Best Of… 2016-g

From: JW

Date: 6-11-2016

Subject: Repetitive stress injuries, advice

[JW responds to a member who asked for advice about a pain in the arch of his foot when he started running.]

With repetitive stress injuries, the key component is to remove or seriously mitigate the source of the stress. It sounds like running is the source but plantar fasciitis is associated with any long term on foot behavior. People who work on their feet on hard surfaces often get it. Take a look at your lifestyle, identify the things that seem to exacerbate the issues, and try to limit or change those things. Overuse injuries tend to be specific to the individuals habits.

That’s why you will find a lot of contradictory remedies when you research them. If you are habitually barefoot that separates you from the overwhelming majority of people who have this injury. Your injury and your path to healing is not the same as the typical shod person who has the same problem. That is very important. When you seek help, you have to make sure the people who treat you understand that.

The other thing about soft tissue injuries is they take time to heal. There is no magic wand and there really isn’t much evidence that taking one measure or another increases the speed of healing. Maybe orthotics help mitigate the pain and keep you from re-aggravating the injury, but it can also be painfully invasive for someone who is habitually barefoot. Too much reliance on such casts can distort the healing and leave you with weaker, shortened tendons. Though continuing to walk barefoot can be painful because of the weight… depending on how much you weigh… you still have to stretch the tendons some.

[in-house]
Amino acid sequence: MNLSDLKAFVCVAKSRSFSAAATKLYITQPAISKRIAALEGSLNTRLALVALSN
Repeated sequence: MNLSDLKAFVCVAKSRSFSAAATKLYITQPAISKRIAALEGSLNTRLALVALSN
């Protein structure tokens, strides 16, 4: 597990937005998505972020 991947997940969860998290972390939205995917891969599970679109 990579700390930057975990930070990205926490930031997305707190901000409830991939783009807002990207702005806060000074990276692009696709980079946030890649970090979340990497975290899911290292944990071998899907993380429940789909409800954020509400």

I have had some issues with repetitive stress. My left arm has had major issues having to do with being a musician. My feet have had issues, too, having to do with running but also working in warehouses with bad shoes. Standing on stage for long periods can be a problem. I generally don’t do that much anymore. It is easier to manage my antique instruments sitting down anyway. I still go barefoot. I still run, though I avoid running on concrete as much as possible.

I think we are trained to think we have professionals who can somehow make injuries go away but that is never the case. We have to do the work. We have to have the patience. The key is make sure you are being treated as an individual and not as just another person with that problem because these problems do not affect people the same way. It takes time. If something doesn’t feel like it’s working, it very likely isn’t. Good luck.